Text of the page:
14 Guideline 13 Repeat Testing of the Original Specimen Guidance  Acceptable differences in repeats  5 to 20 µg/dL 3 µg/dL  21 to 40 µg/dL 4 µg/dL  over 40 µg/dL 10%  Discard outliers  Report average of two remaining values  Refer patient for confirmatory testing  For any result exceeding 5 µg/dL  if there is any uncertainty in the validity of the test

15 Guideline 13 Confirmatory Testing Guideline  If blood lead ≥ 5 µg/dL the laboratory must refer for a confirmatory test either: a. the patient; or b. the venous blood specimen Guidance  Level of 5 µg/dL selected to  Maximize identification of children with levels ≥ reference value for blood lead

16 Guideline 14 Confirmatory Testing Referring patient  Preliminary results may be released with a comment  initial test result is for screening purposes only  confirmatory testing results are pending

17 Guideline 14 Confirmatory Testing Referring venous blood  Confirmatory testing by CLIA-certified laboratory  Method categorized by CLIA as high complexity  Preliminary results may be released with a comment that results of confirmatory testing are pending  Unopened venous specimen is preferable

18 Guideline 15 Reporting 5 – 10 µg/dL on Patient Reports Guideline  Reference ranges must indicate that BLLs 5-9  g/dL have been associated with adverse health effects in children aged 6 years and younger Guidance  Reports should not indicate that BLLs < 10 µg/dL are “normal” This Guideline is now redundant given the change in definition of elevated and should be deleted

19 Guideline 16 Reporting Requirements Guideline  Report all blood lead results to the proper state or federal agency. Guidance  Essential  for proper follow-up  for public health surveillance  Variations by state  Data, timeframes, and mechanisms

20 Guideline 17 Reporting Potential Contamination Guideline  Indicate possible false positive when specimen is received in a container not known to be lead-free Guidance  No need to footnote in report for containers cleared through in-house lot-testing.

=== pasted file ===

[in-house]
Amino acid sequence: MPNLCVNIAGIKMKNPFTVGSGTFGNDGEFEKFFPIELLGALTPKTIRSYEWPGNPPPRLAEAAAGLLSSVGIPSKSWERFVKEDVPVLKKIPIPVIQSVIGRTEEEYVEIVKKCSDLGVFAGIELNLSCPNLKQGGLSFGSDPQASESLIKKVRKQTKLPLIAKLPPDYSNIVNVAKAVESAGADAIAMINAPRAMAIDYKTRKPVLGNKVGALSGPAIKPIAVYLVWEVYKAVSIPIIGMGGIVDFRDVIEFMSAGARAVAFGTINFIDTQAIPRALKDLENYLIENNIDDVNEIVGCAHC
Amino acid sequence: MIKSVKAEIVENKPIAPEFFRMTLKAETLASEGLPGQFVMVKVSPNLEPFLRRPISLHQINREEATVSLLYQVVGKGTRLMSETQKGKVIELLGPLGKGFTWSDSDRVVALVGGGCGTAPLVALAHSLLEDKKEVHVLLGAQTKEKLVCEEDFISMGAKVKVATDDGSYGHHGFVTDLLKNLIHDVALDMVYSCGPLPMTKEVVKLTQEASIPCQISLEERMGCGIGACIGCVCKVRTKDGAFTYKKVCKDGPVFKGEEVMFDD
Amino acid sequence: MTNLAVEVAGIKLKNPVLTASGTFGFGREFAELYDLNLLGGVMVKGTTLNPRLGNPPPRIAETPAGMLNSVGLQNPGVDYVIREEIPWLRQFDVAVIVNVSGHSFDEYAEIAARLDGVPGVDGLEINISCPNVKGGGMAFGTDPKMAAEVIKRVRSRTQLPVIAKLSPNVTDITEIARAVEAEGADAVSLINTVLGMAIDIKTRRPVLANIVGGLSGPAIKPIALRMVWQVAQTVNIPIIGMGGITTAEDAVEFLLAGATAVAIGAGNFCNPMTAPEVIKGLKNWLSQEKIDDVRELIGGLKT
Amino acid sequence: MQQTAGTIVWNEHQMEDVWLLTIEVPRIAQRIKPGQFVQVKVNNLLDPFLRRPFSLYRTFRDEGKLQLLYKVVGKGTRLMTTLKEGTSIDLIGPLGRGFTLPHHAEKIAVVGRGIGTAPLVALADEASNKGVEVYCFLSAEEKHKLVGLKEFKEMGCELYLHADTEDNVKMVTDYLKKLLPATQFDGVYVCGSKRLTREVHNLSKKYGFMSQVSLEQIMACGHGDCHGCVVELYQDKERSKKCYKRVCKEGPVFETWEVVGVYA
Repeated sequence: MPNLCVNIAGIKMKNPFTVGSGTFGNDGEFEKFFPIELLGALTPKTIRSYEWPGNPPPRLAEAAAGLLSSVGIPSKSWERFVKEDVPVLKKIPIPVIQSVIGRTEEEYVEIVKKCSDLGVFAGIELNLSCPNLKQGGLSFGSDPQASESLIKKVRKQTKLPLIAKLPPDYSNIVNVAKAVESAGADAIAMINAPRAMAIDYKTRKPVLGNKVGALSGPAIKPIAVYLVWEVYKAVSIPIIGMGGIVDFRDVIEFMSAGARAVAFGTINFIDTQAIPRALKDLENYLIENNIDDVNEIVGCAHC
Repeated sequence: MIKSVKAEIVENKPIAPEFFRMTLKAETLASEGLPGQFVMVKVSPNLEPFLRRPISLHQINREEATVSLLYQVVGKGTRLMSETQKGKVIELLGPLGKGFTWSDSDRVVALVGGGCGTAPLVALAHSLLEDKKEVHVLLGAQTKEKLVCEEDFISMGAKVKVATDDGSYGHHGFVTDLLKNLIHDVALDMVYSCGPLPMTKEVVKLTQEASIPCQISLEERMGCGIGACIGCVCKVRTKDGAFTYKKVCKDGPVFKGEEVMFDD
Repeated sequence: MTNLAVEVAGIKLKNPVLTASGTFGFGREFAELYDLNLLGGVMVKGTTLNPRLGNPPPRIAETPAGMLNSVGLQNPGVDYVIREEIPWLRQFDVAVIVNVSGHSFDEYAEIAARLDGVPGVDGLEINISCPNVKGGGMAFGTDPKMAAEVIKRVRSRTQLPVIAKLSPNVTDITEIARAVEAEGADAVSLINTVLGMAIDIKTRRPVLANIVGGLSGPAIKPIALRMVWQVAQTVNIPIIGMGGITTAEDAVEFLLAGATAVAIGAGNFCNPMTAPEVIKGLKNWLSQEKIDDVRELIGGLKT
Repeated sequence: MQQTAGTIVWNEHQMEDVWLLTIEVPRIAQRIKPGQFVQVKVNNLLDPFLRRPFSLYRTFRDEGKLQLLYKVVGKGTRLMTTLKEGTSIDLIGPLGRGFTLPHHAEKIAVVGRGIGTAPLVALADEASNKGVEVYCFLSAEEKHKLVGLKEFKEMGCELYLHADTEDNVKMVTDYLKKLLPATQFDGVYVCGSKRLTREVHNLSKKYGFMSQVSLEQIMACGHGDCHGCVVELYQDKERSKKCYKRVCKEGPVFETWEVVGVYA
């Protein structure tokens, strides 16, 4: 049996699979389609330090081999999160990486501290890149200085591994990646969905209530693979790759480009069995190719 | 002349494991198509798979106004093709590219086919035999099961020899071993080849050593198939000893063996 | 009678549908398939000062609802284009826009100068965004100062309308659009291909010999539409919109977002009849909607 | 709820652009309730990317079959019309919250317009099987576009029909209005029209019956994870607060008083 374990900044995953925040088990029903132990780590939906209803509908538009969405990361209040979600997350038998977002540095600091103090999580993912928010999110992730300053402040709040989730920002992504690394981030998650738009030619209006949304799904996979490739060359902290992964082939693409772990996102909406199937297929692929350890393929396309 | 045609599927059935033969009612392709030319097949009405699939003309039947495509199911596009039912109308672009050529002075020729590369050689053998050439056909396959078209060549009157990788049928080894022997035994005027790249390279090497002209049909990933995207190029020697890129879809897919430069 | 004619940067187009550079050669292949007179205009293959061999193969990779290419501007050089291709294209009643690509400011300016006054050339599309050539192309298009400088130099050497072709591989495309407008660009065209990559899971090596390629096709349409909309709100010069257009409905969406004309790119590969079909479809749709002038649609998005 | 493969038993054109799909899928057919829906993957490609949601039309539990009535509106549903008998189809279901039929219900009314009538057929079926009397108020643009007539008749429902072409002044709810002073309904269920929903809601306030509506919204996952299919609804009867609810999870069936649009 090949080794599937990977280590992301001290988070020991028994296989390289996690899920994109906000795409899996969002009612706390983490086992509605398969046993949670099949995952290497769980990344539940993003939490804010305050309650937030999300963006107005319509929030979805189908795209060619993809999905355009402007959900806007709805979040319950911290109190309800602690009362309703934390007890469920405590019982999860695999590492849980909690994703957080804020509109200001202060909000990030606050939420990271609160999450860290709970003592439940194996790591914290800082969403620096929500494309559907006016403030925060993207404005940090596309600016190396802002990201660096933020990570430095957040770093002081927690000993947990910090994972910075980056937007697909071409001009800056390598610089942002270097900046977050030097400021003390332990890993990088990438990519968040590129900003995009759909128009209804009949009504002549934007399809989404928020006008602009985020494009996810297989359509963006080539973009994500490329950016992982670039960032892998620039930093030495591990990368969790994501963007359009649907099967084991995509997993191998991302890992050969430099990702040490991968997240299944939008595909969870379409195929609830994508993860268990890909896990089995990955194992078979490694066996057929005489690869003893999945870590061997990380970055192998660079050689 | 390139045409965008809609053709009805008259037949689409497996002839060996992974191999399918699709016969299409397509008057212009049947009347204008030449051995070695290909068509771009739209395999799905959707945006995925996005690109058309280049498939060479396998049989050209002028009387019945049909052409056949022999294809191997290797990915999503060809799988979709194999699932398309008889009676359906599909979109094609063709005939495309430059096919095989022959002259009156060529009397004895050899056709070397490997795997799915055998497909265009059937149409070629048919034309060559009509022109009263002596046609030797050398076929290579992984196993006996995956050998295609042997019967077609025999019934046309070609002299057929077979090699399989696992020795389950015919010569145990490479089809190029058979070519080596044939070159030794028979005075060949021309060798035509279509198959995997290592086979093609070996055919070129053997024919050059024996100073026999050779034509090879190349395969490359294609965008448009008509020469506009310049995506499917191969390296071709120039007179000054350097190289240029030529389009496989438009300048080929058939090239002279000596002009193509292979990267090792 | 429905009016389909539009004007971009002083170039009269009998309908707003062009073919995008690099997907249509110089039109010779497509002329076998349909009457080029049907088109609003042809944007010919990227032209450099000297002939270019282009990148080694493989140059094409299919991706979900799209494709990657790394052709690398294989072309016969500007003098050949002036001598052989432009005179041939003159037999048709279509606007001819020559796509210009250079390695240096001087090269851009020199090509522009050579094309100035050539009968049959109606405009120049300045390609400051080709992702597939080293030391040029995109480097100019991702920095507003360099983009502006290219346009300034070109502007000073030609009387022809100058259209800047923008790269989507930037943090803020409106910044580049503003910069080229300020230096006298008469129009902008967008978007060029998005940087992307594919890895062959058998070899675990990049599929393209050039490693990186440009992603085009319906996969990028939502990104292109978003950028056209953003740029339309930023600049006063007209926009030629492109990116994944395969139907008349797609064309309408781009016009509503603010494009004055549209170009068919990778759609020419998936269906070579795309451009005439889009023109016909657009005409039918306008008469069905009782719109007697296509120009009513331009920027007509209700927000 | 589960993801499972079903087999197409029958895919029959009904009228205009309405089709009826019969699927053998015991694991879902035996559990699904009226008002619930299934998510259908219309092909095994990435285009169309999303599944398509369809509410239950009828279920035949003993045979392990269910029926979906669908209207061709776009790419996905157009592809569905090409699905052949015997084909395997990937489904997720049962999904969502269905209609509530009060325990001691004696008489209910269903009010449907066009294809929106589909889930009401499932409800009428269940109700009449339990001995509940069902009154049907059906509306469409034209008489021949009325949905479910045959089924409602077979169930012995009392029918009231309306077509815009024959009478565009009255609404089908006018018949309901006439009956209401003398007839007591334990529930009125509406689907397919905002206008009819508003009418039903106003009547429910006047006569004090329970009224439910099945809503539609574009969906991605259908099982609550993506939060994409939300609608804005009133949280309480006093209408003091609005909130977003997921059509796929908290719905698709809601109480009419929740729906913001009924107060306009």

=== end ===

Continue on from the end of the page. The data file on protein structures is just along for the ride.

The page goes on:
21 Guideline 18 Method Comparison Guideline  Periodically compare POC BLLs with confirmations Guidance  Acceptable differences  5 to 20 µg/dL 3 µg/dL  21 to 40 µg/dL 4 µg/dL  over 40 µg/dL 10%  Periodically review  personnel competency reviews  performance of quality control and proficiency testing

22 Guideline 19 Quality Assurance (external QA) Guideline  Participation in proficiency testing provides valuable assessment of analytical performance Guidance  no federal requirement for CLIA waived * but  highly recommended *Some states do require regular participation in proficiency testing to receive reimbursement for test costs (e.g. CA, WI).

23 Other issues under consideration by the Lab Workgroup Charge #3 Alternate matrices for assessing lead exposure The WG should investigate and report to the ACCLPP on the efficacy, reliability and validity of measuring lead in saliva as an index of lead exposure. To a lesser extent, the WG should investigate report to the ACCLPP on the reliability and validity of measuring lead in other non traditional matrices such as sweat, hair, nails and packed red cells as indices of lead exposure

24 Other issues under consideration by the Lab Workgroup Charge #4 Environmental lead analytical issues The WG should investigate and report to the ACCLPP on the reliability of current technologies for assessing the lead content of paint, plastics and other environmental samples, laboratory capacity and capability for handling Examples: Hand held XRF use for assessing Pb in consumer products Use of area concentrations (µg/cm2) versus mass fractions (ppm or mg/kg)

25 Other issues under consideration by the Lab Workgroup Charge #5 Reference intervals for adult lead exposure The WG should investigate and report to the ACCLPP on how clinical laboratories should report the reference interval for adult lead exposure. Currently, many labs report <30 µg/dL, <20 µg/dL as “normal” for adult blood lead levels

26 Thank You Questions?


Download ppt "Patrick J. Parsons, PhD Chief, Laboratory of Inorganic and Nuclear Chemistry Wadsworth Center, New York State Dept of Health, Albany, NY Chair Laboratory."

Similar presentations


Ads by Google